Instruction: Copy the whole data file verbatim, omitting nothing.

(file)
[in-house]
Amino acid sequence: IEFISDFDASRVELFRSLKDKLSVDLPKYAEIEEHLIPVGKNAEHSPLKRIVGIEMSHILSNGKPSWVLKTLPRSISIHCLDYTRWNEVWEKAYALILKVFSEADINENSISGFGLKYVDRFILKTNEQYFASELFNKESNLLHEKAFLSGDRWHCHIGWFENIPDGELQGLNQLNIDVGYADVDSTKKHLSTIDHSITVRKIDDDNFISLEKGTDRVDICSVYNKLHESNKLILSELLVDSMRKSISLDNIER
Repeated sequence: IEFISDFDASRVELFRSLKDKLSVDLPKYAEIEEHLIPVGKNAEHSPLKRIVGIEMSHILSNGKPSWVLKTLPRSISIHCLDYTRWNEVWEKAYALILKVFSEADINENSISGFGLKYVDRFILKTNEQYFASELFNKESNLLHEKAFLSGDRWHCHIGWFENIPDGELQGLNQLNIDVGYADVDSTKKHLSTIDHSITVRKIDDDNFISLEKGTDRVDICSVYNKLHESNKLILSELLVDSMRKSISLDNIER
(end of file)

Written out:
[in-house]
Amino acid sequence: IEFISDFDASRVELFRSLKDKLSVDLPKYAEIEEHLIPVGKNAEHSPLKRIVGIEMSHILSNGKPSWVLKTLPRSISIHCLDYTRWNEVWEKAYALILKVFSEADINENSISGFGLKYVDRFILKTNEQYFASELFNKESNLLHEKAFLSGDRWHCHIGWFENIPDGELQGLNQLNIDVGYADVDSTKKHLSTIDHSITVRKIDDDNFISLEKGTDRVDICSVYNKLHESNKLILSELLVDSMRKSISLDNIER
Repeated sequence: IEFISDFDASRVELFRSLKDKLSVDLPKYAEIEEHLIPVGKNAEHSPLKRIVGIEMSHILSNGKPSWVLKTLPRSISIHCLDYTRWNEVWEKAYALILKVFSEADINENSISGFGLKYVDRFILKTNEQYFASELFNKESNLLHEKAFLSGDRWHCHIGWFENIPDGELQGLNQLNIDVGYADVDSTKKHLSTIDHSITVRKIDDDNFISLEKGTDRVDICSVYNKLHESNKLILSELLVDSMRKSISLDNIER